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Re: [IP] questions


I'll take a poke at answers to your "good" (not naive ;-)) questions.

1)  With the Disetronic H-TRONplus V100, the total amount of insulin
delivered since midnight is displayed in whole units, *not* tenths of a
unit. Funny, I've been using this pump for about 18 months, and I never
thought about that. I had to check. I've never used this info for much of
anything on either of my pumps (my MiniMed 506 displayed in tenths of a
unit), so I just never paid attention to it. I'm pretty good about logging
my information in a spread sheet I designed, so most of what I need to know
is recorded on the sheet. Some pumpers like to run their pumps on "fumes" -
draining the cartridge or reservoir down to the last molecule of insulin,
so this detail is going to be important to them. I'm not one of them,
though, so this suits me just fine.

2)  I don't set my pump to "Stop" before disconnecting from the cannula
base. It's not necessary. The pump will continue to pump the basal insulin
while you are disconnected, but it doesn't harm anything. In fact, not
placing the pump in "Stop" mode saves your batteries a bit - the pump won't
alarm while you're disconnected. (The alarms always drain a bit more of the
battery power. The fewer beeps the pump has to make, the longer the
batteries will last).

However, when I remove an infusion set from my skin, I always place the
pump in "Stop" mode first, then remove the set, then remove the old set
from the pump. I do it in this order and have not had a problem.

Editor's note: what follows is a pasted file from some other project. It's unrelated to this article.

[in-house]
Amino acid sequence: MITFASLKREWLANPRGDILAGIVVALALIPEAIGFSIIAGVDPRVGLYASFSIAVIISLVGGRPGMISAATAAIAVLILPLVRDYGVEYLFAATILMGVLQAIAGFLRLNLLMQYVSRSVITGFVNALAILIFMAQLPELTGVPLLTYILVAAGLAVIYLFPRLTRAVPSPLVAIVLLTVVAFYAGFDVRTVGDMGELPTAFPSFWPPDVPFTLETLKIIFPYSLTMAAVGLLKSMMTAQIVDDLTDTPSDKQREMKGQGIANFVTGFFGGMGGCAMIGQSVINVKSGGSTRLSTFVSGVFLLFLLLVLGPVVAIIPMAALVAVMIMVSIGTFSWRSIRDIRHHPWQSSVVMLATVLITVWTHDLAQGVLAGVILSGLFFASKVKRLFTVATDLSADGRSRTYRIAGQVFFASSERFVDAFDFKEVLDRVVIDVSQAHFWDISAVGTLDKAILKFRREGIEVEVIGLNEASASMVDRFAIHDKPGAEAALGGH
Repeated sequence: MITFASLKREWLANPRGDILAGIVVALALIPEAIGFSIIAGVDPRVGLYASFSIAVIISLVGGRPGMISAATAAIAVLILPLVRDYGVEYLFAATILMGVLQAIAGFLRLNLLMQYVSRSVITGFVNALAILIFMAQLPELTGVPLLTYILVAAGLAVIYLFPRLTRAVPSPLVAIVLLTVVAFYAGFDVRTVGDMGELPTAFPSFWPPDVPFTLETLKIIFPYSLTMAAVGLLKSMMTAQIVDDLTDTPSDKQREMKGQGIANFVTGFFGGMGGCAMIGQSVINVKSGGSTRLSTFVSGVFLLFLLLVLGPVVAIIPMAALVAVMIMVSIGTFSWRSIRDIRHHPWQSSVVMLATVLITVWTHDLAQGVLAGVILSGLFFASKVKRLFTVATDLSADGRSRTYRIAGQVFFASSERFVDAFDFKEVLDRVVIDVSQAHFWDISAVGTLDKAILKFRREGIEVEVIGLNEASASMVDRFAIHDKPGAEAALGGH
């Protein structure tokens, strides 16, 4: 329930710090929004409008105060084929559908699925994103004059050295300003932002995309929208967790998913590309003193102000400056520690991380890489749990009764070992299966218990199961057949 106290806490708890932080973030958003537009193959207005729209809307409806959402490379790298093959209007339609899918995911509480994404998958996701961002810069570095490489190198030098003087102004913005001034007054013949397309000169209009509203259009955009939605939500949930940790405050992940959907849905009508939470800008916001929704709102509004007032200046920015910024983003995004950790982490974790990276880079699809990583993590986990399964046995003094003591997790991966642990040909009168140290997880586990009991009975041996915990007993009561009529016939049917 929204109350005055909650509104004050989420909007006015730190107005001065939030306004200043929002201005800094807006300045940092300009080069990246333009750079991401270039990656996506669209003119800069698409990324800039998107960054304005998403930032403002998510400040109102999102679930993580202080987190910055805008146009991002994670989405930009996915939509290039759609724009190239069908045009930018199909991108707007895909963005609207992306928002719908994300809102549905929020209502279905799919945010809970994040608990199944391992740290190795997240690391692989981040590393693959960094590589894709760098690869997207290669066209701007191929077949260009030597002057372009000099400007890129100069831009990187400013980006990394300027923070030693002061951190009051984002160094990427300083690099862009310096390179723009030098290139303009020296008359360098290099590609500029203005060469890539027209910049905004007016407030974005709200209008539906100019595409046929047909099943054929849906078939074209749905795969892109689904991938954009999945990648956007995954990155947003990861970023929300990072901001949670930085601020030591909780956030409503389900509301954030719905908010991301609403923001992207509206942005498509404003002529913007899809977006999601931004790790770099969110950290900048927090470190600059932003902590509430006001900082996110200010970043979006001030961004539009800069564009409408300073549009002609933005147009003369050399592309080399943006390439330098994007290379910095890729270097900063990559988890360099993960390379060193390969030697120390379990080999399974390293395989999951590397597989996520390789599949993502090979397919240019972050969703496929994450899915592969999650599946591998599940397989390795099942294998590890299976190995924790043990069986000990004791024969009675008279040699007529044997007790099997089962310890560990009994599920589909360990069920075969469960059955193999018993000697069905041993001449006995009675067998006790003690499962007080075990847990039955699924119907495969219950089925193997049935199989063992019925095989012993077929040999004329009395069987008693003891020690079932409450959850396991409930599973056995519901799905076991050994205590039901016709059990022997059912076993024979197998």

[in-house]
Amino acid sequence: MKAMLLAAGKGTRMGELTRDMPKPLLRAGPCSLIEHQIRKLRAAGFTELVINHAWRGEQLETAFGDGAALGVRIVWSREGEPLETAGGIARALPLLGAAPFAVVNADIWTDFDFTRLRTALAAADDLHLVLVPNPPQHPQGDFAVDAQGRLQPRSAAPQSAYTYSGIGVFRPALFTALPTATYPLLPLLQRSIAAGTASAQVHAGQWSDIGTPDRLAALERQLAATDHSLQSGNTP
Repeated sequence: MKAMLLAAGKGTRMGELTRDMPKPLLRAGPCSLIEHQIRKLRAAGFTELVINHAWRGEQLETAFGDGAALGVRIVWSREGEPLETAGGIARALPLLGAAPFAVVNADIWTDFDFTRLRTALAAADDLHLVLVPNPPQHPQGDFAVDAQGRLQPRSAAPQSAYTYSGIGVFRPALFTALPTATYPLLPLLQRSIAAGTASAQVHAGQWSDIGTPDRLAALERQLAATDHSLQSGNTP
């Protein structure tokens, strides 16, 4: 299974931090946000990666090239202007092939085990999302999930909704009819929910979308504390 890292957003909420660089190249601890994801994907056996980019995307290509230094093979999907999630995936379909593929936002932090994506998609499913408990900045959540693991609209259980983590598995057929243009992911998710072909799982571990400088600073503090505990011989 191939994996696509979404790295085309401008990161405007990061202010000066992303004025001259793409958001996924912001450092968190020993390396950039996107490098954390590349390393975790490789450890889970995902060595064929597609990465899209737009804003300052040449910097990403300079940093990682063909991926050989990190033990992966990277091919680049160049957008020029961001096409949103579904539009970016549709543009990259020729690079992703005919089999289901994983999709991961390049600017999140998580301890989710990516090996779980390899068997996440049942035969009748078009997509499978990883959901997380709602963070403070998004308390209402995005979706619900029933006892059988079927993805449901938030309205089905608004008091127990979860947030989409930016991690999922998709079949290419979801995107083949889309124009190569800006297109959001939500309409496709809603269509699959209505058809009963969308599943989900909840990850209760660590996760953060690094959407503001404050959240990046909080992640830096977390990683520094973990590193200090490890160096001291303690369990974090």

You don't need to re prime the set (entire length of tubing) before re
connecting. I just pump about 2.5 units, while watching the end of the set
to make sure insulin drips out. Once I see insulin dripping, I'm sure
everything's o.k. and I connect back up. This ensures that any bubbles
which may have built up in the end of the tubing are flushed out before I
connect back up.

3)  I always bolus 1.0 units after removing the introducer needle (note
that this is when I do a set change, *not* when I'm simply re connecting to
the cannula base). This purges the air which will remain in the cannula
when the needle is removed, and guarantees that the cannula is filled with
insulin. Folks may argue whether the correct amount is .5 units, .8 or 1.0
units. Most experienced users trust the amount is between .5 and 1.0 units.
I use 1.0 units and don't have a problem.

I don't do this "prime" before re connecting. See my comment in #2 above.
Once the introducer needle is removed and "primed" with the 1.0 unit bolus,
the insulin remains in the cannula, even when you are disconnected. The
only thing you need to check when re connecting is to make sure there is no
large bubble at the end of the tubing where it connects to the cannula.

I hope this makes sense. This stuff will soon become second nature to you.
Good luck :-)

Bob Burnett

mailto:email @ redacted

Insulin-Pumpers website http://www.insulin-pumpers.org/